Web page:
Business has a powerful voice and can choose to use it to support, or undermine, robust government action in favour of sustainable development.  This is particularly important when it comes to policy coherence, which is targeted in Goal 17.

BT is part of the We Mean Business coalition – thousands of influential businesses and business groups working to accelerate the transition to a low-carbon economy.  Over 120 coalition member companies have signed up to a commitment to responsible corporate engagement on climate change, promising to audit their activity, ensuring consistency and disclosing positions, actions and outcomes.

Across the suite of SDGs, Steve Kenzie Executive Director of the UN Global Compact in the UK, thinks companies should be “holding the Government’s feet to the fire”.

First, do no harm

Expert after expert told me that companies need to look hardest at where they may be – albeit inadvertently – undermining the SDGs.  Ruth Mhlanga, Oxfam’s Private Sector Policy Advisor, stressed

“It’s not just about opportunities, it’s also about responsible conduct and impact.  Don’t undermine one goal while tackling another.  Sustainability leaders will include those who support government efforts to govern for the common good and are willing to stand up to peers who undermine those collective efforts.” 

Collaborate to shift the system

Picking off the goals and targets which seem easiest could be a mistaken strategy, if the actions you take involve trading off progress on one front with undermining it on another.  In its research into the interconnections between the SDGs, The International Institute for Applied Systems Analysis (IIASA) highlights an area ripe with what it calls ‘wicked trade-offs’: environmental protection versus reducing food prices.  IIASA found that the most effective win-win would be to reduce the proportion of meat in Western diets.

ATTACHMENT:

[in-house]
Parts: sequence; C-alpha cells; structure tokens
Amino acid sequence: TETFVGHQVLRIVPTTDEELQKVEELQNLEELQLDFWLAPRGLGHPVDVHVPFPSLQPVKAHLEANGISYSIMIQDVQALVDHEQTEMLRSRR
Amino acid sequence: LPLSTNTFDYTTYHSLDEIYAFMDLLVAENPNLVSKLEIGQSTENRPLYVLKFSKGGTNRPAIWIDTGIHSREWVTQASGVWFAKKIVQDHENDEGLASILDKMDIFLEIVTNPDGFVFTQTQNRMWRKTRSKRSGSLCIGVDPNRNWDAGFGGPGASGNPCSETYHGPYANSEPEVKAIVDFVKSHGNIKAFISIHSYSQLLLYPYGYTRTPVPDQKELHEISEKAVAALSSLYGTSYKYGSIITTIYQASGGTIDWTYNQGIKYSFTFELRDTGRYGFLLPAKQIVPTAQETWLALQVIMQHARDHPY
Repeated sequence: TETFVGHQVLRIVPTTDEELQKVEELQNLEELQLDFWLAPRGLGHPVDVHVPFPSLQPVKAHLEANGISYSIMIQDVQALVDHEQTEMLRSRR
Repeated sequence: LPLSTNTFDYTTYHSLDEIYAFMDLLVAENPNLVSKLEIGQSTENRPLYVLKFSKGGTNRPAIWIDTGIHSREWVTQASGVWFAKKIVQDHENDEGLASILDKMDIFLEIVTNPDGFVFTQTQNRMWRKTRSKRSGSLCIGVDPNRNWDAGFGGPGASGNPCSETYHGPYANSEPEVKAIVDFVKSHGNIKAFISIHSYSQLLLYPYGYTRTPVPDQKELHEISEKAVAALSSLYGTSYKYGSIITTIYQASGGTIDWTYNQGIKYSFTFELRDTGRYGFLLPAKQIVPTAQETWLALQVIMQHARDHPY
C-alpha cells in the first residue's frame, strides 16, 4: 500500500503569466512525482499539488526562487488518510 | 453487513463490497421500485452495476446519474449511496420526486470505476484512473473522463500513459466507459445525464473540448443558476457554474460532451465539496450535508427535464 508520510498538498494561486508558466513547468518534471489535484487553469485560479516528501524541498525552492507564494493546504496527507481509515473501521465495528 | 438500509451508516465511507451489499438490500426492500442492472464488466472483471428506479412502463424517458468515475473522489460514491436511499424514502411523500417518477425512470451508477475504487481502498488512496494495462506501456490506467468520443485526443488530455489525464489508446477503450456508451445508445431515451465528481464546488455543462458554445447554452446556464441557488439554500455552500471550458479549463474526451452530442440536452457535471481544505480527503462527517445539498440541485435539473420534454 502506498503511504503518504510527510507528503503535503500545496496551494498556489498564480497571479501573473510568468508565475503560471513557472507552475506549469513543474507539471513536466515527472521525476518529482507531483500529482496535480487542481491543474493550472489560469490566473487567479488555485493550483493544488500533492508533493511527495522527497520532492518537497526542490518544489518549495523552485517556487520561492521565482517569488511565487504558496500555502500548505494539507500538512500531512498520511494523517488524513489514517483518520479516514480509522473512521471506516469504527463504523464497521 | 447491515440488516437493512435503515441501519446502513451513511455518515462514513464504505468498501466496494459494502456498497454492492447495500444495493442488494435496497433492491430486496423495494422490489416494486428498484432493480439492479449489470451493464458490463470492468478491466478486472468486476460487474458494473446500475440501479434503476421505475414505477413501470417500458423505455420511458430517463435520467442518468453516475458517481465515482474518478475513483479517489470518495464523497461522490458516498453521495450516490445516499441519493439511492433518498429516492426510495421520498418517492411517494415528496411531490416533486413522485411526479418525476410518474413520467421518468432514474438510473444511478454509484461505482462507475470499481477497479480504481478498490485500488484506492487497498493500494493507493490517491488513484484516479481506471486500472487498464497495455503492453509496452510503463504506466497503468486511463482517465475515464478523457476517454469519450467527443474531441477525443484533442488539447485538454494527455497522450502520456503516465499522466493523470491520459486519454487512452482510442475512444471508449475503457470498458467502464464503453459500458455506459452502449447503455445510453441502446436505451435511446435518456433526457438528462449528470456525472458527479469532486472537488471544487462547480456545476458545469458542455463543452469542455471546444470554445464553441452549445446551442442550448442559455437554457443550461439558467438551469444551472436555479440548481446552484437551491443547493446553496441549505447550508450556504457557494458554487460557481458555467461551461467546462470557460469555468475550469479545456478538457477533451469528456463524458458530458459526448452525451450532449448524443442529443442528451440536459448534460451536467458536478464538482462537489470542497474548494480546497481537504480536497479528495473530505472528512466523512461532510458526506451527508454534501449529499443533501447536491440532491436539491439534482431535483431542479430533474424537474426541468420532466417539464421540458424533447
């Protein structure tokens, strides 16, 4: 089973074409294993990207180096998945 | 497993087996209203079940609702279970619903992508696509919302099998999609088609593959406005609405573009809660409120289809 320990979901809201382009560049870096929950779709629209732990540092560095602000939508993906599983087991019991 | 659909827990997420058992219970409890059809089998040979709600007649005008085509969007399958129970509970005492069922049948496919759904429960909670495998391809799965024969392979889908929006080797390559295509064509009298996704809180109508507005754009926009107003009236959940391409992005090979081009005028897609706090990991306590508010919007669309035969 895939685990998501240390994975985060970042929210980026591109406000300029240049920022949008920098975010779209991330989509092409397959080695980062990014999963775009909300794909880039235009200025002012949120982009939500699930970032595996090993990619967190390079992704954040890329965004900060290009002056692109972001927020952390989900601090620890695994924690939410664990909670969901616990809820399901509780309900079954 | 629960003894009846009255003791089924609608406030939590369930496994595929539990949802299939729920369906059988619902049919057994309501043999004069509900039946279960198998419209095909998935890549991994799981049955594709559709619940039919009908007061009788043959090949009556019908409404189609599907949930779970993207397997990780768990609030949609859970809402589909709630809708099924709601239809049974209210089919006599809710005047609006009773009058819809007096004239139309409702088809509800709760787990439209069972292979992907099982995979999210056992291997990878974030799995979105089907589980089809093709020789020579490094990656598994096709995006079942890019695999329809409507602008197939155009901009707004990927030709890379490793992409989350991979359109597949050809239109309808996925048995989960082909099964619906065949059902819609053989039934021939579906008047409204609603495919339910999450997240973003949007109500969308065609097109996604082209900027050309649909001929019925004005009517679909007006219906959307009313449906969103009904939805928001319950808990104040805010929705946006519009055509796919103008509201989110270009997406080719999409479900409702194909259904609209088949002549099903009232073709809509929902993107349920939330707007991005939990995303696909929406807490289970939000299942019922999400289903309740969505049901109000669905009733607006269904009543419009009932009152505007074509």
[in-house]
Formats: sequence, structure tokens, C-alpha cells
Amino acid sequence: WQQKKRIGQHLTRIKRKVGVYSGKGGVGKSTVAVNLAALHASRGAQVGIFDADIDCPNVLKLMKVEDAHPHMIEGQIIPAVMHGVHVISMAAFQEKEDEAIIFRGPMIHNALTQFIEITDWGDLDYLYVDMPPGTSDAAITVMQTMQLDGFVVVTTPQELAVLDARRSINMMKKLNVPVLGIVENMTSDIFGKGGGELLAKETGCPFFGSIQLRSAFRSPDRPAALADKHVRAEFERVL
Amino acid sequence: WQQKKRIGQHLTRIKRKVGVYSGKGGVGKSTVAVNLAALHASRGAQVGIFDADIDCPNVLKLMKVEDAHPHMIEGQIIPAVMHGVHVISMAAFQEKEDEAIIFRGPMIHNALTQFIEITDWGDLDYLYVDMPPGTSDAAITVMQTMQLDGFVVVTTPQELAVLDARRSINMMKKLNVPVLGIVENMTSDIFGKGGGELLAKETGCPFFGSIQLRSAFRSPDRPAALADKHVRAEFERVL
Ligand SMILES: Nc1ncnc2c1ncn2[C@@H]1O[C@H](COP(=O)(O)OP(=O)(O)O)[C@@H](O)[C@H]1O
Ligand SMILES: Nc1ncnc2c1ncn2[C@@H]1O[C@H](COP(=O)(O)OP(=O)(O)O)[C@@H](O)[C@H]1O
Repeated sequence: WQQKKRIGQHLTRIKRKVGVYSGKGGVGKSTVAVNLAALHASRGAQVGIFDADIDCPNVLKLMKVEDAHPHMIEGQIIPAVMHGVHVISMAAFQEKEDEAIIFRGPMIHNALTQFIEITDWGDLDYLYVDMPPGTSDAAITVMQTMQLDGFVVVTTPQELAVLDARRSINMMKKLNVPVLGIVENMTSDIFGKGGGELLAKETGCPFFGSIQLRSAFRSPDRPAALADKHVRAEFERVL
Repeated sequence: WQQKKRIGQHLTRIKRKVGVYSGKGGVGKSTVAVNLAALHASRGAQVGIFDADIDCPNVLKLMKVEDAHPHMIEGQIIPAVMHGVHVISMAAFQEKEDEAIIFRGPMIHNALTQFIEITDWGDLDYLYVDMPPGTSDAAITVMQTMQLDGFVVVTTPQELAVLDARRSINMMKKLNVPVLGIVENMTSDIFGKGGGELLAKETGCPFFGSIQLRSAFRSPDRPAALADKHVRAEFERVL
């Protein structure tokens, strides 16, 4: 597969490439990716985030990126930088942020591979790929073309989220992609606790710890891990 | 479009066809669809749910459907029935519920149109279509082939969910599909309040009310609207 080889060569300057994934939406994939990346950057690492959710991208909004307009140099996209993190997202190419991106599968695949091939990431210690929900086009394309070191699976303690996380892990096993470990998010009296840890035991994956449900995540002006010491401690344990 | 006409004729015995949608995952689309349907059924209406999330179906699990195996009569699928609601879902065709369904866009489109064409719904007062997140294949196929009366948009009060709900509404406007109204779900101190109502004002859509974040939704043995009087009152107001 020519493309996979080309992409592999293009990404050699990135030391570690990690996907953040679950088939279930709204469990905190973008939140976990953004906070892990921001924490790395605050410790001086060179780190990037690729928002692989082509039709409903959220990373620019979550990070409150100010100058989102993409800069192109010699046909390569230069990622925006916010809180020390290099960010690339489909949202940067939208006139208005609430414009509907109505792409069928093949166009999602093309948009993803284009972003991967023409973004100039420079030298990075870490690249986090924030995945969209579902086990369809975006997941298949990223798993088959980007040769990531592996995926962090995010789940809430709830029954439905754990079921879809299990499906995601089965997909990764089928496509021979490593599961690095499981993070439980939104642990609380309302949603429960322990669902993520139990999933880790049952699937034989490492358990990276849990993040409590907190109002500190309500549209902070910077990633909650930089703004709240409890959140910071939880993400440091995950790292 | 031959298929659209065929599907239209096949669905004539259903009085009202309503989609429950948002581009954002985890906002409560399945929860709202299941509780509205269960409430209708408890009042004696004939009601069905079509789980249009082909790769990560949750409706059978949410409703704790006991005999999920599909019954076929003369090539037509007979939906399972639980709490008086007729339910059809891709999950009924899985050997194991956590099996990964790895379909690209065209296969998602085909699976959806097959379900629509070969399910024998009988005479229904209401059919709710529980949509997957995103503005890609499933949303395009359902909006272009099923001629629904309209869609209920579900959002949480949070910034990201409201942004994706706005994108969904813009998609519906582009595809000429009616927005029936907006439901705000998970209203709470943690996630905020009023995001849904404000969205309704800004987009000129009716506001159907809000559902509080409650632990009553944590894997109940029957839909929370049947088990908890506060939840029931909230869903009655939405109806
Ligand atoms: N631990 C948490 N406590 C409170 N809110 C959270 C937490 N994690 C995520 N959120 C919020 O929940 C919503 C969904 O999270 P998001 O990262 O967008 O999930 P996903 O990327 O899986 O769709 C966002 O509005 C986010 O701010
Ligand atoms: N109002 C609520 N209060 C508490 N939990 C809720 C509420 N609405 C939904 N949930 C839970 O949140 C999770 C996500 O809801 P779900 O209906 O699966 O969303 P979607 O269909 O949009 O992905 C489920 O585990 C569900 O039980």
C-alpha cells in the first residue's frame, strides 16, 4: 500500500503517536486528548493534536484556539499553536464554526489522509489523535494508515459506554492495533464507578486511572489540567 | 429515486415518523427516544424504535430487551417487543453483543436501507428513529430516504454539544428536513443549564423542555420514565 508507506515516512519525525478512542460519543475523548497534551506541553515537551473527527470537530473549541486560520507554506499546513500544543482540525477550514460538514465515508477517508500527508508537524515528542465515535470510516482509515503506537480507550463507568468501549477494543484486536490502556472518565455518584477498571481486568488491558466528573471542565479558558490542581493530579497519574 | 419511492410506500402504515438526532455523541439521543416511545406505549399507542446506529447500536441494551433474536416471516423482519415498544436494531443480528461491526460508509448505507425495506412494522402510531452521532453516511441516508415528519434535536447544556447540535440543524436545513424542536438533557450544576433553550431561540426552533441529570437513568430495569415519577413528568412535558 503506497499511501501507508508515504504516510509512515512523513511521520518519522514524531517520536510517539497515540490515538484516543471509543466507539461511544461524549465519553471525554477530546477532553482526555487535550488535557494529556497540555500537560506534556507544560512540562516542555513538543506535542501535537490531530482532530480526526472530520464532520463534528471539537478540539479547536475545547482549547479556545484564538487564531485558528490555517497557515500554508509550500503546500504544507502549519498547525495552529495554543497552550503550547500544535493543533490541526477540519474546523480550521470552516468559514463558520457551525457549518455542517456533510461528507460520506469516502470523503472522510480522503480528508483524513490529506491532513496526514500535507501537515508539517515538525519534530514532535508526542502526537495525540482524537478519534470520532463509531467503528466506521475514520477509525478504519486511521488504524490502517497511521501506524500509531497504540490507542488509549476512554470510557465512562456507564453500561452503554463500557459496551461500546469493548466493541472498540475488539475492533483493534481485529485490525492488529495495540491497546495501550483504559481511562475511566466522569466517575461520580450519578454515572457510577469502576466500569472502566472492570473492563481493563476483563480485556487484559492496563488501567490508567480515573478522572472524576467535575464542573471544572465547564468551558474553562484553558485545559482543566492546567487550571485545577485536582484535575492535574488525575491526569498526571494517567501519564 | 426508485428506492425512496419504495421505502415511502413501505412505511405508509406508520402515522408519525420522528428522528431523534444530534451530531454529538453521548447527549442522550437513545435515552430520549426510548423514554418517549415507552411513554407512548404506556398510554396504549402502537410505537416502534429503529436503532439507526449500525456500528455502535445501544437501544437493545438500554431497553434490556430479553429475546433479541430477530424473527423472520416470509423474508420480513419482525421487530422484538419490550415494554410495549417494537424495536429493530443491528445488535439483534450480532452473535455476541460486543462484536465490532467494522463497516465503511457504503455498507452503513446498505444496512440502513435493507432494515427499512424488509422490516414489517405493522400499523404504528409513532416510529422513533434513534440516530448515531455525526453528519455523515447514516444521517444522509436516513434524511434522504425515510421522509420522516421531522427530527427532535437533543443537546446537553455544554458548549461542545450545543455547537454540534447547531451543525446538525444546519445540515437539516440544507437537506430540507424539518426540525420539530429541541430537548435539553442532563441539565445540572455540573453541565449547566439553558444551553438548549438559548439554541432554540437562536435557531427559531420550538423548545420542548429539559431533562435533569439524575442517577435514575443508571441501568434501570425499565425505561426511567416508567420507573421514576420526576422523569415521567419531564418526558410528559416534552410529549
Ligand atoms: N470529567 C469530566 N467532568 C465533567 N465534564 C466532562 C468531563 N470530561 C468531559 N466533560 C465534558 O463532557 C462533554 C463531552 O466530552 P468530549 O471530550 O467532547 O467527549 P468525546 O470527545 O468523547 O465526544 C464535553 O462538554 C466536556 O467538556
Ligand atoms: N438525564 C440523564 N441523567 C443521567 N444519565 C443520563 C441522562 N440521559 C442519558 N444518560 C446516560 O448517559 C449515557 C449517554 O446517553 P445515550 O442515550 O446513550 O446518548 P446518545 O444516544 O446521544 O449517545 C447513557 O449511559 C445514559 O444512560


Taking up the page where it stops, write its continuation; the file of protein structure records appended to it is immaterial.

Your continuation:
Oxfam’s Mhlanga also advocates collaborative, system-level action. 

“On issues like freedom of association, single companies can’t fix the problem alone.  Oxfam’s work on labour rights in Vietnam, for example, illustrated that unilateral action is insufficient because the issues are systemic across an industry.  But where companies, governments and civil society work together, making issues like suppliers paying a living wage precompetitive, then no one company is disadvantaged by competitors undercutting.”  

The Business and Sustainable Development Commission’s report "Better Business, Better World" was clear on the need for system-level change:

“ ‘Business as usual’ will not achieve this market transformation. Nor will disruptive innovation by a few sustainable pioneers be enough to drive the shift: the whole sector has to move. Forward-looking business leaders are working with sector peers and stakeholders to map their collective route to a sustainable competitive playing field.”

Stephanie Draper is Forum for the Future’s Deputy Chief Executive.  Looking at progress since the SDGs were announced, Draper said

“Successfully delivering the SDGs requires a really strong systems approach.  That means operating on three levels – joining up with others’ efforts to achieve individual goals; looking at the inter-relationships between all the goals, and delivering the goals in a way that models the characteristics we need for a sustainable society.”

Which brings us back to Goals 16 and 17, with their call for inclusion, participation and collaboration.

‘If you want to go quickly, go alone. If you want to go far, go together.’